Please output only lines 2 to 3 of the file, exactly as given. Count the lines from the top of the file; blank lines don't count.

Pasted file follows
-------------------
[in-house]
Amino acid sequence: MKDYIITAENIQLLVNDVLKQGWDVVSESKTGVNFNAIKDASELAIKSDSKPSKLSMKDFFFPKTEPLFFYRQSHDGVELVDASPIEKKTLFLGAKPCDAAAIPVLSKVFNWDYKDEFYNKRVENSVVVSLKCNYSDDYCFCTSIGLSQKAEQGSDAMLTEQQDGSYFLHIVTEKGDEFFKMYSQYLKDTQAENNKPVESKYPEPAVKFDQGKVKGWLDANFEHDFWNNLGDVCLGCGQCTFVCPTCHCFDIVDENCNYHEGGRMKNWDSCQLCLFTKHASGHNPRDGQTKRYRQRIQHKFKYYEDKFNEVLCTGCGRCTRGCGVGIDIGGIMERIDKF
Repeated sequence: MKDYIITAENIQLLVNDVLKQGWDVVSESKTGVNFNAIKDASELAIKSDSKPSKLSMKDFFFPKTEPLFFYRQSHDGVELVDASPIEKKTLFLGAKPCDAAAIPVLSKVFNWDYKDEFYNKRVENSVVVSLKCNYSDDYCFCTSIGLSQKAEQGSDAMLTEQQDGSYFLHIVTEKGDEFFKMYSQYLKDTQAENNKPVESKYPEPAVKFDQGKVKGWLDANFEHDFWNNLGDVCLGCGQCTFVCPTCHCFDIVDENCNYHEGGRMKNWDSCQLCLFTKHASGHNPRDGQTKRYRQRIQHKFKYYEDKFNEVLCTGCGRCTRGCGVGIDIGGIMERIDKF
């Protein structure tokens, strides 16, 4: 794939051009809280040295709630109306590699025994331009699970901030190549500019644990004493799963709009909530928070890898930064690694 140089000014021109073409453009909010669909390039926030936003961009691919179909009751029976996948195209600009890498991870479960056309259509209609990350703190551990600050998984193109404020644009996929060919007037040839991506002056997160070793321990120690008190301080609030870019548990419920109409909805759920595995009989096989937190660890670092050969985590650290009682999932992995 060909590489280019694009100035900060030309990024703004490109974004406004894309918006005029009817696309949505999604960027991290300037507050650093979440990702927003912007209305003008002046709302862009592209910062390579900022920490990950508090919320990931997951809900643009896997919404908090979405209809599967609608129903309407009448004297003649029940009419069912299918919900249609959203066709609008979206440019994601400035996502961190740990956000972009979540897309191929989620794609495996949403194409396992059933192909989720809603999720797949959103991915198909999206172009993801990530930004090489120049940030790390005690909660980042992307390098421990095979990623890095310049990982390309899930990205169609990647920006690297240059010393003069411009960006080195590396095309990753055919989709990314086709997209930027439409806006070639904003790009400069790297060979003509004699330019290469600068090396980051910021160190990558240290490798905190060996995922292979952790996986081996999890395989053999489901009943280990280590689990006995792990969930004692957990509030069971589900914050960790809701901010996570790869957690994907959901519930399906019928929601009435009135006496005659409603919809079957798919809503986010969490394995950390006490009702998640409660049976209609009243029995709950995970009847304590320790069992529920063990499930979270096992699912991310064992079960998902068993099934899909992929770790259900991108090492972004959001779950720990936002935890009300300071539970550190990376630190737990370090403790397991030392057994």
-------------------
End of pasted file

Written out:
Amino acid sequence: MKDYIITAENIQLLVNDVLKQGWDVVSESKTGVNFNAIKDASELAIKSDSKPSKLSMKDFFFPKTEPLFFYRQSHDGVELVDASPIEKKTLFLGAKPCDAAAIPVLSKVFNWDYKDEFYNKRVENSVVVSLKCNYSDDYCFCTSIGLSQKAEQGSDAMLTEQQDGSYFLHIVTEKGDEFFKMYSQYLKDTQAENNKPVESKYPEPAVKFDQGKVKGWLDANFEHDFWNNLGDVCLGCGQCTFVCPTCHCFDIVDENCNYHEGGRMKNWDSCQLCLFTKHASGHNPRDGQTKRYRQRIQHKFKYYEDKFNEVLCTGCGRCTRGCGVGIDIGGIMERIDKF
Repeated sequence: MKDYIITAENIQLLVNDVLKQGWDVVSESKTGVNFNAIKDASELAIKSDSKPSKLSMKDFFFPKTEPLFFYRQSHDGVELVDASPIEKKTLFLGAKPCDAAAIPVLSKVFNWDYKDEFYNKRVENSVVVSLKCNYSDDYCFCTSIGLSQKAEQGSDAMLTEQQDGSYFLHIVTEKGDEFFKMYSQYLKDTQAENNKPVESKYPEPAVKFDQGKVKGWLDANFEHDFWNNLGDVCLGCGQCTFVCPTCHCFDIVDENCNYHEGGRMKNWDSCQLCLFTKHASGHNPRDGQTKRYRQRIQHKFKYYEDKFNEVLCTGCGRCTRGCGVGIDIGGIMERIDKF